“What to do with the estimated 12 million undocumented immigrants now residing in various states within the United States is the biggest challenge in the immigration debate.

“The bedrock moral issue for The Church of Jesus Christ of Latter-day Saints is how we treat each other as children of God. . . .

“The Church of Jesus Christ of Latter-day Saints supports a balanced and civil approach to a challenging problem, fully consistent with its tradition of compassion, its relevance for family, and its commitment to law.”3

President Uchtdorf, who went through the naturalization process to become a U.S. citizen himself, said, “Early in my life, I was twice a refugee. I can relate to what is happening.”4

Referring to the early Mormons, who were driven from Midwestern territories and settled in Utah because of religious beliefs, President Uchtdorf also noted that “Latter-day Saints, ‘of all people, should be cognizant of issues surrounding immigration. Look at our history; look at the pioneers who came here. It was not too long ago.’”

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Notes:

1. President. Uchtdorf, faith leaders meet with Obama to discuss immigration

2. President Uchtdorf Represents the Church in White House Meeting

3. Immigration: Church Issues New Statement

4. President Uchtdorf Represents the Church in White House Meeting

Reference:

Robert Bennett: Take ineffective laws off the books

This article was written by Paula Hicken, a member of The Church of Jesus Christ of Latter-day Saints.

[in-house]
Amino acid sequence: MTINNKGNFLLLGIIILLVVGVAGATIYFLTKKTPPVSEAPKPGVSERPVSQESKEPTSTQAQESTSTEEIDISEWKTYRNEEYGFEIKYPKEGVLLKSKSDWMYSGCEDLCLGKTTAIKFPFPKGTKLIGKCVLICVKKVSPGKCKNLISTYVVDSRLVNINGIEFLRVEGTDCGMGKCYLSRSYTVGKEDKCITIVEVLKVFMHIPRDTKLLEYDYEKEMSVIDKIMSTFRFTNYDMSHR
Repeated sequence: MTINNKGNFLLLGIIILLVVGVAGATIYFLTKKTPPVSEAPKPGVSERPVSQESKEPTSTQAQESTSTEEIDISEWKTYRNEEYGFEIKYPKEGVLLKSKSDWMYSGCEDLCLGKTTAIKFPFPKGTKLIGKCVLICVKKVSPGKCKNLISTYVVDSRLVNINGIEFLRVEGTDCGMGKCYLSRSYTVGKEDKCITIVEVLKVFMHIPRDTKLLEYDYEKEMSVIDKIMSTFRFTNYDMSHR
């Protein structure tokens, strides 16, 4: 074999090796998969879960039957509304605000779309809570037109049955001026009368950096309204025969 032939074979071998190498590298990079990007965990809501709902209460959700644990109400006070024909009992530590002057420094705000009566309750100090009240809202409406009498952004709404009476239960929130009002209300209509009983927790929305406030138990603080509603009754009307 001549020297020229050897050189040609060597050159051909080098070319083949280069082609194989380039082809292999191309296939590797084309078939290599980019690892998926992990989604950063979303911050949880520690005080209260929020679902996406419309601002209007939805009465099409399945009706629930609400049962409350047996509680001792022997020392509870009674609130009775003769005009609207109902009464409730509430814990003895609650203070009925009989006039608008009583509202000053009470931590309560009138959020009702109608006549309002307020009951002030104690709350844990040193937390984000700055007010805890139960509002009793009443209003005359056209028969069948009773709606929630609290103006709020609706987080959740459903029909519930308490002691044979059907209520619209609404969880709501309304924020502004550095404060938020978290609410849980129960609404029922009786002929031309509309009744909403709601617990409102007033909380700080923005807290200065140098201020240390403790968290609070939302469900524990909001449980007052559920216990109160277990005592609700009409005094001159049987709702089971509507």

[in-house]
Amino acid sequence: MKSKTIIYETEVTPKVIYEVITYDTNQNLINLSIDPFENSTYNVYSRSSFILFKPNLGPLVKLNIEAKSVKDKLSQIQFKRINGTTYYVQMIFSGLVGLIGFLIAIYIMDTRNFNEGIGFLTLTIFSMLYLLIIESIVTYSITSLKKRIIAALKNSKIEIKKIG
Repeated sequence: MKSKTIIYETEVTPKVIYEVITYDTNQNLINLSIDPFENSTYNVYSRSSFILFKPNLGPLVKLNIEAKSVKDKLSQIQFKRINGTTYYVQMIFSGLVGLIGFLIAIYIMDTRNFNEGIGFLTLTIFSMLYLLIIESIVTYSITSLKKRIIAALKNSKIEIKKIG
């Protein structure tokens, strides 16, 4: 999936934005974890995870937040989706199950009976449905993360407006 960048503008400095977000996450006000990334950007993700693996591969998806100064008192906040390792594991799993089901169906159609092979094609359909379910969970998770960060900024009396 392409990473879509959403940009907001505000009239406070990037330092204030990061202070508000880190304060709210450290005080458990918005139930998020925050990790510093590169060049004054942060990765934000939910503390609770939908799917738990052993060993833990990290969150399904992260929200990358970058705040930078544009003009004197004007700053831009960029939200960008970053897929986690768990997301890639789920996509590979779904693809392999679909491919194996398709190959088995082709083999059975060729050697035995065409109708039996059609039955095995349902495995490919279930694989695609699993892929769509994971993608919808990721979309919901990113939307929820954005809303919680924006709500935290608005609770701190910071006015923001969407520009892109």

Paula Hicken MormonPaula Hicken was an editor with the Neal A. Maxwell Institute for Religious Scholarship from 2000 to 2013. She earned her BA degree in English from Brigham Young University. She edited Insights, the Maxwell Institute newsletter, and was the production editor for Faith, Philosophy, Scripture, Hebrew Law in Biblical Times (2nd ed.), Third Nephi: An Incomparable Scripture, and was one of the copy editors for Analysis of the Textual Variants of the Book of Mormon. She also helped manage the Maxwell Institute intellectual property and oversaw rights and permissions. She has published in the Ensign, the Liahona, the LDS Church News, and the FARMS Review.

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About paulah
Paula Hicken was an editor with the Neal A. Maxwell Institute for Religious Scholarship from 2000 to 2013. She earned her BA degree in English from Brigham Young University. She edited Insights, the Maxwell Institute newsletter, and was the production editor for Faith, Philosophy, Scripture, Hebrew Law in Biblical Times (2nd ed.), Third Nephi: An Incomparable Scripture, and was one of the copy editors for Analysis of the Textual Variants of the Book of Mormon. She also helped manage the Maxwell Institute intellectual property and oversaw rights and permissions. She has published in the Ensign, the Liahona, the LDS Church News, and the FARMS Review.